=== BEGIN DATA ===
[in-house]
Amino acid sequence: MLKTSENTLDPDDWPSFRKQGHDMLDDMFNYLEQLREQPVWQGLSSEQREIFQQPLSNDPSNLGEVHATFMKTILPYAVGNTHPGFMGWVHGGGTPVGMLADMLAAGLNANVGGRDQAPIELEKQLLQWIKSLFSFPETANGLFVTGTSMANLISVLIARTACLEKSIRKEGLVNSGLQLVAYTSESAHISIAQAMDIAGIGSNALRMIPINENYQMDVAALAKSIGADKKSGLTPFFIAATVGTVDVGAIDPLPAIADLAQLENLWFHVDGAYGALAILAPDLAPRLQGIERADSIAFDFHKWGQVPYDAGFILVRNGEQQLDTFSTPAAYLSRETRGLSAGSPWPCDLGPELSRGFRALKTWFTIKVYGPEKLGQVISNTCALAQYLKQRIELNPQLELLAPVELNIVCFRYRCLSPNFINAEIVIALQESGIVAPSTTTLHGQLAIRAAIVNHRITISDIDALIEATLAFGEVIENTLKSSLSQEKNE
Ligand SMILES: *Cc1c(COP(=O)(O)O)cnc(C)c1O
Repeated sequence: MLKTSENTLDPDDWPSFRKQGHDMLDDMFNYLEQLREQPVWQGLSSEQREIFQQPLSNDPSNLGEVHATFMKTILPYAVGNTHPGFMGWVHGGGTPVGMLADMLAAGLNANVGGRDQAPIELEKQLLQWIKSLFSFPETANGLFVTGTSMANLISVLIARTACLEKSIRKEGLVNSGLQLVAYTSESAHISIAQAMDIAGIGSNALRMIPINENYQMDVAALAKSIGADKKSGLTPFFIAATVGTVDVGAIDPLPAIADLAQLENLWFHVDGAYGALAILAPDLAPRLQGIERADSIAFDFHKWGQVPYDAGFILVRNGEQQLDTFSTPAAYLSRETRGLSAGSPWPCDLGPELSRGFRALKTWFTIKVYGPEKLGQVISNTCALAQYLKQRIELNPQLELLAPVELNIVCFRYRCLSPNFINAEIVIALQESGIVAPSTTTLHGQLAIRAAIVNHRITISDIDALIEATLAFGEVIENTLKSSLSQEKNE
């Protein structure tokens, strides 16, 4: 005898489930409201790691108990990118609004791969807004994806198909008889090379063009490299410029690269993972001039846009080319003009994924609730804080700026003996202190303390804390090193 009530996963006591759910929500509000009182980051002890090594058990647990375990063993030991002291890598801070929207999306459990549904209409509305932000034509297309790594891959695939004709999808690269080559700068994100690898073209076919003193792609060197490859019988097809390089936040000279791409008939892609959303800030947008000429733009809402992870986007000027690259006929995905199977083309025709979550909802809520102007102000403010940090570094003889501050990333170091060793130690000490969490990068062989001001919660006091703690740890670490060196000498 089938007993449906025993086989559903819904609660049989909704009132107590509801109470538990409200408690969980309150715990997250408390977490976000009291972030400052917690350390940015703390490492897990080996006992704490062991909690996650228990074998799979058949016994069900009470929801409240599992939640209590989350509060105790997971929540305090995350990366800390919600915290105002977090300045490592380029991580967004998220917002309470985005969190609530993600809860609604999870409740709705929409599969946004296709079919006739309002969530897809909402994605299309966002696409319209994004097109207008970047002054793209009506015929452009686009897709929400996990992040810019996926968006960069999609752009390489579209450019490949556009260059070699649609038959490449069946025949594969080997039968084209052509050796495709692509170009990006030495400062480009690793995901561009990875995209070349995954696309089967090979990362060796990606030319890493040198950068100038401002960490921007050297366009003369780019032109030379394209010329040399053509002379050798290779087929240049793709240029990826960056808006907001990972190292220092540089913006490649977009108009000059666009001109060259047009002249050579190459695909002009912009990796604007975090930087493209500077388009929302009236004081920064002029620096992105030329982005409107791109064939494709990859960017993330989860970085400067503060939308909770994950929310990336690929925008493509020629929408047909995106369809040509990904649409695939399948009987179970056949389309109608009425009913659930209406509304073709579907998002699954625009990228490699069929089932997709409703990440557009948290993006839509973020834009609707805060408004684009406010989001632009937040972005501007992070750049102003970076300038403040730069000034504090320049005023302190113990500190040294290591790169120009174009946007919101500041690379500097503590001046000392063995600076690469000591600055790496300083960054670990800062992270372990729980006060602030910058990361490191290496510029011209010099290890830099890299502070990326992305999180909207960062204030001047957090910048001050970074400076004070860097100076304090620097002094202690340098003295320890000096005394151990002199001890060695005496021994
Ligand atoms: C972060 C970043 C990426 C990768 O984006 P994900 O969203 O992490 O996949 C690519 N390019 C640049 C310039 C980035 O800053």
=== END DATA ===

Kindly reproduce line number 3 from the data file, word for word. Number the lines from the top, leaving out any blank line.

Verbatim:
Ligand SMILES: *Cc1c(COP(=O)(O)O)cnc(C)c1O